Killing Floor: Incursion
Intuitive, authentic, and surprisingly realistic, Killing Floor: Incursion emphasizes the physical dimension of its virtual world, delighting in the tactile qualities of VR and making the most every little object. Whether you're staring down the scope of a remarkably believable sniper rifle or clobbering enemies with the dismembered arm of one of their own fallen comrades, you never fail to have a clear, satisfying sense of how every item, weapon or body part feels.
Another failed attempt to get a traditional first person shooter working in VR, although the online co-op option keeps the novelty going for longer than it should.
Looping back to the beginning of this review, we already have a solid stable of go-to VR shooters. Killing Floor: Incursion definitely makes it onto this list though, trails towards the bottom half. It's a great adaptation of the series but lacks longevity, mainly thanks to its reliance on using the same swarms of braindead cannon fodder instead of adding more diversity to its firefights.
Killing Floor: Incursion is the classic example of first-person shooter capable of exploiting virtual reality in a brilliant way and offering a gameplay that goes beyond the typical VR shooter.
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Killing Floor: Incursion hits PSVR just a bit late in a lot of ways. It's arrival comes months after the PC release, which already felt pretty derivative of other VR shooters out there. If you're a fan of the property then the game might offer enough to justify a purchase. Otherwise it's just a standard VR shooter that doesn't go far enough to differentiate itself from the crowd.
The PSVR is lacking a shooter that defines the genre in virtual reality but Killing Floor Incursion is a step in the right direction. With a campaign and a horde mode, the game has something for every wanna be zombie (Zed), hunter.
Killing Floor Incursion reminded me of the old Mr. Toad's Wild Ride at Disneyworld, in the way that it careened wildly from place to place, oscillating between thick tension and psychotic action, keeping me totally amused and off balance. From some of the best (and well-earned) jump scares I've experienced in a game, to one of the greatest boss fights in recent memory, Killing Floor kept me gasping and laughing for its entire duration. The tension ratchets unbelievably high, and the simple act of peeking around a corner can lead to coronary trauma when you realize that something is standing right behind you. Like any good rollercoaster ride, Killing Floor Incursion delivers the chills and the fun in equal measure, and is well worth the price of admission.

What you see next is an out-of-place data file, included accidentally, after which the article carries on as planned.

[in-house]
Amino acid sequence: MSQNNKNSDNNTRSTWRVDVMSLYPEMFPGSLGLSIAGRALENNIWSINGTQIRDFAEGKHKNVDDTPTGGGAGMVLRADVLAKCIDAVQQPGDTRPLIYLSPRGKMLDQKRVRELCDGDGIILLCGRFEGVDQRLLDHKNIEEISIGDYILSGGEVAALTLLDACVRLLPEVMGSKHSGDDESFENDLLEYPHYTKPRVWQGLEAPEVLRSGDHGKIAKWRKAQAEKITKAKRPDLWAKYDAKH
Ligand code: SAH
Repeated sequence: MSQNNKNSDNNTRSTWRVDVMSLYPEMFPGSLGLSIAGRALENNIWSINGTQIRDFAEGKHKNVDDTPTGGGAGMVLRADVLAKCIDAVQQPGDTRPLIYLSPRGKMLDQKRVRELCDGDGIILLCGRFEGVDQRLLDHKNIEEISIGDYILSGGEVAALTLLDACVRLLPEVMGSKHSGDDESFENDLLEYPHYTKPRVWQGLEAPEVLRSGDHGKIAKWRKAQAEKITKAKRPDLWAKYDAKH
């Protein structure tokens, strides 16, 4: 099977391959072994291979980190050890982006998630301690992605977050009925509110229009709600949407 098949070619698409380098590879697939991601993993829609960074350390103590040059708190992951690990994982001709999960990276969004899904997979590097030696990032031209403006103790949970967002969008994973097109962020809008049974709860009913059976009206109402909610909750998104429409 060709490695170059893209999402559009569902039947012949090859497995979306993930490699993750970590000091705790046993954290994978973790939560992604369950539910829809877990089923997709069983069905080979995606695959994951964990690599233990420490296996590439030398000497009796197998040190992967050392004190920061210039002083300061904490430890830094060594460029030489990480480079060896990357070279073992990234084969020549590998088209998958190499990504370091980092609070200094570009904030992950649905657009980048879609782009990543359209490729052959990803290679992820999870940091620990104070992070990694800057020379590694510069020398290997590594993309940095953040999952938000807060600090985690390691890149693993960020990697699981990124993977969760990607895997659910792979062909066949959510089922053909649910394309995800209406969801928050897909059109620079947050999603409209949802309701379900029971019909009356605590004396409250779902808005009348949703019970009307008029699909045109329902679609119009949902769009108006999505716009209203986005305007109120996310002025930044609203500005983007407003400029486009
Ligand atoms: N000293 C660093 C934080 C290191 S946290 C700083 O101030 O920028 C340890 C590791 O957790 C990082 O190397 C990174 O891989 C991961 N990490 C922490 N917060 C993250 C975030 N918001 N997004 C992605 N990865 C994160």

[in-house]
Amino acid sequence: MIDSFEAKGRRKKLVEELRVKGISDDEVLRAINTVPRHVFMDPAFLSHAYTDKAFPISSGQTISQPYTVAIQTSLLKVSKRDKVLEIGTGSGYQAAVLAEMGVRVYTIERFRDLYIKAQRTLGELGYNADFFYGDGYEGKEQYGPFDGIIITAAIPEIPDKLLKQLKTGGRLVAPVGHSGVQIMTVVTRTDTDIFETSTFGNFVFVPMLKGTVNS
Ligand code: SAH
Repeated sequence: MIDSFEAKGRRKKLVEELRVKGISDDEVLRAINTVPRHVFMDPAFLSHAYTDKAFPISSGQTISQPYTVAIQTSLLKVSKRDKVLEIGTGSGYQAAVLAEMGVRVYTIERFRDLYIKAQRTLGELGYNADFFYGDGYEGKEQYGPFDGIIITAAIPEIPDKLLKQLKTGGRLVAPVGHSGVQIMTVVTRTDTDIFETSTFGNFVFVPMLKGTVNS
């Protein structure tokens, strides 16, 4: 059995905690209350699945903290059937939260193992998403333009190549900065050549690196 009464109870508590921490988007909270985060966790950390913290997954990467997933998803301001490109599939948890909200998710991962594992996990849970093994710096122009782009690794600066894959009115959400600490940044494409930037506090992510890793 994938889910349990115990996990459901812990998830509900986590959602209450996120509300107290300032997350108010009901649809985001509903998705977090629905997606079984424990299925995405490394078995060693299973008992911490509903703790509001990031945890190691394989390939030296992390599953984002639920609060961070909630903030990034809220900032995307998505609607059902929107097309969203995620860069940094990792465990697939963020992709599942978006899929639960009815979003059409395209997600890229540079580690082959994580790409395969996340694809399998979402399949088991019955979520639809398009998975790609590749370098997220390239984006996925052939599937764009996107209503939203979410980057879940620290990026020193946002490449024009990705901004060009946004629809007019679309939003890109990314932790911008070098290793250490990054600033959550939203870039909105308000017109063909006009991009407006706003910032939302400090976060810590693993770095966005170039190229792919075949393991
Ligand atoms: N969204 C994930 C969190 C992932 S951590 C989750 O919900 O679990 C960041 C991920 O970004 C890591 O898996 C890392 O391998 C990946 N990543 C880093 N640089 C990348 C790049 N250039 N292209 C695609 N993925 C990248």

A fun first-person action game this may be, Killing Floor: Incursion rarely serves as anything other than just that. Its fluid play style and control scheme make decent use of being able to draw, aim, and holster your weapons with realism and ease, though it's 4-5 hour campaign is often repetitive and lacks a little inspiration. If you're looking to slash and shoot your way through countless enemies or buddy up with a friend for a few hours for co-operative and competitive fun, Incursion is here and ready to serve, though we're not convinced it's current £24.99 price tag is a true reflection of what's on offer here.
Killing Floor: Incursion is a pretty solid VR experience. The single player (or co-op) provides a great atmosphere. When it comes to getting the horror aspect to be actually horrific, Tripwire Interactive has done an excellent job. It's really that experience that sells it.
Killing Floor: Incursion is perhaps everything you might expect from a first-person zombie shooter in VR. It checks all of the boxes, sometimes to its own detriment. While billed as a shooter, the guns are unwieldy in the most frantic of situations, which will see players bringing a knife to a Zed fight. Incursion isn't the kind of VR experience that's a must-play showcase of the best of virtual reality. It sits firmly in the realm of expected fare, armed with a few gimmicks that keep it entertaining. Longevity is maintained through cooperative play with friends and the ability to slap mutant zombies in the face with their friend's dismembered arm. Despite its problems, that's not really the type of experience I can say no to.